Yes. Modern MTBs tend to have wider tyres, so the chainstays are spaced further apart. They also have low gearing, so they use small chainwheels that can keep clear of the chainstays. If you want to use the bike for proper off-road stuff, you have to choose carefully. If you want to ride the bike mainly on the road, you'd be much better off with an older MTB or a hybrid type bike that has narrower tyres. Remember, when you have electrical assistance, you don't need all those fancy gears and things unless you're doing serious off-road biking.

If you have one of those chain-guides under the BB, you can remove it and run the cables in an outer cable. That way, you can route the cables wherever you want. If necessary, you can use the outer all the way from the shifter to the derailleur, or you can just use a short outer between the end-stops either side of the motor.
 

76zedfour

Just Joined
Oct 16, 2019
3
0
I have a carbon hybrid and find it a bit jarring on the tracks, dry bridleways and kerb hopping that i do and as that can't be fitted with a mid mount kit I guessed a MTB might be better. I live on an island and used donor bikes are pretty hard to come by and this voodoo is a cracking price. I do like the look of it though with the 29 wheels as I am quiet tall. So if I did go for this are you saying I would have to put some spacer rings on the chain ring side of the crank to move it out slightly so that it doesnt snag on the chainstay? Does this then cause a problem with the chain alignment with the cassette so the very top gears might not be usable?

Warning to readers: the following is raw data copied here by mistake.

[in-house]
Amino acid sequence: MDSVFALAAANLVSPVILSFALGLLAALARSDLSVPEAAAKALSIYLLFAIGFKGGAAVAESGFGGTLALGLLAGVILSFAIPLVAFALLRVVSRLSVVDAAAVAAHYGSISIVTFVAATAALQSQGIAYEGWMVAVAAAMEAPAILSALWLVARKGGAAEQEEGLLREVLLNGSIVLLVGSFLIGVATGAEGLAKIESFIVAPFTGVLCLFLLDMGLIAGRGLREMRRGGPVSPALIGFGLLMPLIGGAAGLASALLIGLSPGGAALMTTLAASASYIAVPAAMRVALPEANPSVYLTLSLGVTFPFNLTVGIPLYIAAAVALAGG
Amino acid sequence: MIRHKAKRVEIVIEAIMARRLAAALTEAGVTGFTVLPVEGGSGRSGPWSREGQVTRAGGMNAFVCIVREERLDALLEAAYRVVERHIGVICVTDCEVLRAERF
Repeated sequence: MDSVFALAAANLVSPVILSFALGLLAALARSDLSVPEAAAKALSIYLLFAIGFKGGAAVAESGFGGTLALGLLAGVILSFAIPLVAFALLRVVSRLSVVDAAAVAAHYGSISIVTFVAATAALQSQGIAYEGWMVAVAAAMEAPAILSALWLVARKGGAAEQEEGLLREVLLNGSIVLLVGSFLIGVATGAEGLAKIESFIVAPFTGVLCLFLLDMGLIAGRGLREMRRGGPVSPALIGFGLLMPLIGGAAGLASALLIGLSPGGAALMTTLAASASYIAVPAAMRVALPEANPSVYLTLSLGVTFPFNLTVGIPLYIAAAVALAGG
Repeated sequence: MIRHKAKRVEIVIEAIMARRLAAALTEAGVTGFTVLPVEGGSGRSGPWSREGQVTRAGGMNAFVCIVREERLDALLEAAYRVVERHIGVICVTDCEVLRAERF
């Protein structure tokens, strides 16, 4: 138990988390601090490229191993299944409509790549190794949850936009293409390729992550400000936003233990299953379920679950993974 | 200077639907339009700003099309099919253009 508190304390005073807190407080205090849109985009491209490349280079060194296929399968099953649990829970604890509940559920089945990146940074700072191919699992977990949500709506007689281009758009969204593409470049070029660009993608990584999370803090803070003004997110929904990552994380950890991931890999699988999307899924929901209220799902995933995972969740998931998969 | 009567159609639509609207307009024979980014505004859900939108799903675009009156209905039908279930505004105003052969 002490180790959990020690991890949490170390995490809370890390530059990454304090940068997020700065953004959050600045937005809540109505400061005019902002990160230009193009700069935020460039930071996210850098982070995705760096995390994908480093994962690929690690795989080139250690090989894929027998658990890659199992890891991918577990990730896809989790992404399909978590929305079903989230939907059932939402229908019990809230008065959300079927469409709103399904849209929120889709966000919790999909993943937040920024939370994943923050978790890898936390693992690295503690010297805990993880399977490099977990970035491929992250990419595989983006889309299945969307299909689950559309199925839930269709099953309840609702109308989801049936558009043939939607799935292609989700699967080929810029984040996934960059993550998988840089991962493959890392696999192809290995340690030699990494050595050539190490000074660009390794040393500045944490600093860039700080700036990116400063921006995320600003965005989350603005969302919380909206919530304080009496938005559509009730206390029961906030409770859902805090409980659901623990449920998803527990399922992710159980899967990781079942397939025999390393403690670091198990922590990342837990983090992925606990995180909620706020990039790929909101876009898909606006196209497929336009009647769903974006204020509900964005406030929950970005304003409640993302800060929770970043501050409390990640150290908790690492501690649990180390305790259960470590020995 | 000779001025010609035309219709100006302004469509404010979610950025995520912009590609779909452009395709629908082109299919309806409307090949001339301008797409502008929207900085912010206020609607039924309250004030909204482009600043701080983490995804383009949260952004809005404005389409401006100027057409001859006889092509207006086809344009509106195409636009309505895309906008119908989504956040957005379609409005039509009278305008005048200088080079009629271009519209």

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peter.c

Esteemed Pedelecer
Apr 24, 2018
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thurrock essex
Try and find a bike with a triple front chain wheels, most voodoos will convert with the 73mm bottom bracket, the newer 11/12 speeds with the 32 front chain wheel are a concern
spacers can cause more problems than they solve